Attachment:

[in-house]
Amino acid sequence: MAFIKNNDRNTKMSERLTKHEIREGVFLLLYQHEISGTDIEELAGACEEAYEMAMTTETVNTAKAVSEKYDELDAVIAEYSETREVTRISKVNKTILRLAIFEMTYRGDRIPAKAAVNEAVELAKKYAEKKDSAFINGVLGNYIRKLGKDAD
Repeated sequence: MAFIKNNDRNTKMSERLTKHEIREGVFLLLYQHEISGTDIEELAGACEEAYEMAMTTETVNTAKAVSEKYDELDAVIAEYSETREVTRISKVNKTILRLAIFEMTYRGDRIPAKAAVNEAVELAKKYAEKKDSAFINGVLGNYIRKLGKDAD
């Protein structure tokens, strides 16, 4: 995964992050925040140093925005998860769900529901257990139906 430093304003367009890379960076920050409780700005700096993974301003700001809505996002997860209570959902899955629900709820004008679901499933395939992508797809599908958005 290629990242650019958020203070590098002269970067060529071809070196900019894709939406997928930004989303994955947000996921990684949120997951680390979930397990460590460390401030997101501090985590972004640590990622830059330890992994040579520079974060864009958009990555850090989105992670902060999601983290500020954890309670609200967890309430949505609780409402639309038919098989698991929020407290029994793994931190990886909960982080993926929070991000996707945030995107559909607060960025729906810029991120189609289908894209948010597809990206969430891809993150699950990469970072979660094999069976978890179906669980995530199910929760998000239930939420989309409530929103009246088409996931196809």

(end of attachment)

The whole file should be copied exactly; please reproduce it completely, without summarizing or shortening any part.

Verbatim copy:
[in-house]
Amino acid sequence: MAFIKNNDRNTKMSERLTKHEIREGVFLLLYQHEISGTDIEELAGACEEAYEMAMTTETVNTAKAVSEKYDELDAVIAEYSETREVTRISKVNKTILRLAIFEMTYRGDRIPAKAAVNEAVELAKKYAEKKDSAFINGVLGNYIRKLGKDAD
Repeated sequence: MAFIKNNDRNTKMSERLTKHEIREGVFLLLYQHEISGTDIEELAGACEEAYEMAMTTETVNTAKAVSEKYDELDAVIAEYSETREVTRISKVNKTILRLAIFEMTYRGDRIPAKAAVNEAVELAKKYAEKKDSAFINGVLGNYIRKLGKDAD
């Protein structure tokens, strides 16, 4: 995964992050925040140093925005998860769900529901257990139906 430093304003367009890379960076920050409780700005700096993974301003700001809505996002997860209570959902899955629900709820004008679901499933395939992508797809599908958005 290629990242650019958020203070590098002269970067060529071809070196900019894709939406997928930004989303994955947000996921990684949120997951680390979930397990460590460390401030997101501090985590972004640590990622830059330890992994040579520079974060864009958009990555850090989105992670902060999601983290500020954890309670609200967890309430949505609780409402639309038919098989698991929020407290029994793994931190990886909960982080993926929070991000996707945030995107559909607060960025729906810029991120189609289908894209948010597809990206969430891809993150699950990469970072979660094999069976978890179906669980995530199910929760998000239930939420989309409530929103009246088409996931196809």